A system is a collection of elements that are organized for a common purpose. Racism in America is a system that combines economic, political, and social components. That system specifically disempowers and disenfranchises Black people, while maintaining and expanding implicit and explicit advantages for white people, leading to better opportunities in jobs, education, and housing, and discrimination in the criminal legal system. For example, the country's voting systems empower white voters at the expense of voters of color, resulting in an unequal system of governance in which those communities have little voice and representation, even in policies that directly impact them.

Systemic Equality is a Systemic Solution

In the years ahead, the ACLU will pursue administrative and legislative campaigns targeting the Biden-Harris administration and Congress. We will leverage legal advocacy to dismantle systemic barriers, and will work with our affiliates to change policies nearer to the communities most harmed by these legacies. The goal is to build a nation where every person can achieve their highest potential, unhampered by structural and institutional racism.

To begin, in 2021, we believe the Biden administration and Congress should take the following crucial steps to advance systemic equality:

Voting Rights

The administration must issue an executive order creating a Justice Department lead staff position on voting rights violations in every U.S. Attorney office. We are seeing a flood of unlawful restrictions on voting across the country, and at every level of state and local government. This nationwide problem requires nationwide investigatory and enforcement resources. Even if it requires new training and approval protocols, a new voting rights enforcement program with the participation of all 93 U.S. Attorney offices is the best way to help ensure nationwide enforcement of voting rights laws.

These assistant U.S. attorneys should begin by ensuring that every American in the custody of the Bureau of Prisons who is eligible to vote can vote, and monitor the Census and redistricting process to fight the dilution of voting power in communities of color.

We are also calling on Congress to pass the John Lewis Voting Rights Advancement Act to finally create a fair and equal national voting system, the cause for which John Lewis devoted his life.

Student Debt

Black borrowers pay more than other students for the same degrees, and graduate with an average of $7,400 more in debt than their white peers. In the years following graduation, the debt gap more than triples. Nearly half of Black borrowers will default within 12 years. In other words, for Black Americans, the American dream costs more. Last week, Majority Leader Chuck Schumer and Sen. Elizabeth Warren, along with House Reps. Ayanna Pressley, Maxine Waters, and others, called on President Biden to cancel up to $50,000 in federal student loan debt per borrower.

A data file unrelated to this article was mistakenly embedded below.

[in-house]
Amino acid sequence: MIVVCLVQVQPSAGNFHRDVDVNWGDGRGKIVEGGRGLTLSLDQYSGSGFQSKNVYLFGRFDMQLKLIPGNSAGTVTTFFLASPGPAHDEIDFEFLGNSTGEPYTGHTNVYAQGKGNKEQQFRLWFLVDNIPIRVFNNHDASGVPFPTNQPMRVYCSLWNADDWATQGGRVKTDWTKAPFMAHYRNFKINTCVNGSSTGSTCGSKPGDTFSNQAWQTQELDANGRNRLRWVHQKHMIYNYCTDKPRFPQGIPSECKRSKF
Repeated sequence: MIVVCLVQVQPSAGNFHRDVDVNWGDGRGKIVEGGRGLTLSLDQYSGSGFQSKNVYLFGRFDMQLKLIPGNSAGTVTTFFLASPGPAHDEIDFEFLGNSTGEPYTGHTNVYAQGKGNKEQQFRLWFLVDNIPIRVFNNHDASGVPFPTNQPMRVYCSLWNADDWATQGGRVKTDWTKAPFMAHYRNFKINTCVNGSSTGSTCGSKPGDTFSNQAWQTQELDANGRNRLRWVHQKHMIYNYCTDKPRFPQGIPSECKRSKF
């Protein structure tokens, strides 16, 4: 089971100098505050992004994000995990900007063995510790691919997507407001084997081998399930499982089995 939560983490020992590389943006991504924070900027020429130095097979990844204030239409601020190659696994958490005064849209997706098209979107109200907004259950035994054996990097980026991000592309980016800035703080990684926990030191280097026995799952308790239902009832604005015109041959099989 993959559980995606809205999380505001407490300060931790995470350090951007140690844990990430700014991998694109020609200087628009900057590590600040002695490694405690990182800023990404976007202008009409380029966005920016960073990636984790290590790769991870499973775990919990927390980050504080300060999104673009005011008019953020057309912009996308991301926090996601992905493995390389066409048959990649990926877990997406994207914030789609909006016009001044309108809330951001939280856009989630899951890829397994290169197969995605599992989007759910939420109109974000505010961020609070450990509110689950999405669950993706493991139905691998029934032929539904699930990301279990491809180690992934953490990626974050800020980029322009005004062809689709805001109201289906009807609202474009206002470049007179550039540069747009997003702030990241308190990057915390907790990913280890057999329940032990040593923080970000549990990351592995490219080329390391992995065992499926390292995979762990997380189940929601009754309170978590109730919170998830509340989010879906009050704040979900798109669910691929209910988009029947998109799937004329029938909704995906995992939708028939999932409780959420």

We couldn't agree more. By forgiving $50,000 of student debt, President Biden can unleash pent up economic potential in Black communities, while relieving them of a burden that forestalls so many hopes and dreams. Black women in particular will benefit from this executive action, as they are proportionately the most indebted group of all Americans.

Postal Banking

In both low and high income majority-Black communities, traditional bank branches are 50 percent more likely to close than in white communities. The result is that nearly 50 percent of Black Americans are unbanked or underbanked, and many pay more than $2,000 in fees associated with subprime financial institutions. Over their lifetime, those fees can add up to as much as two years of annual income for the average Black family.

The U.S. Postal Service can and should meet this crisis by providing competitive, low-cost financial services to help advance economic equality. We call on President Biden to appoint new members to the Postal Board of Governors so that the Post Office can do the work of providing essential services to every American.

Fair Housing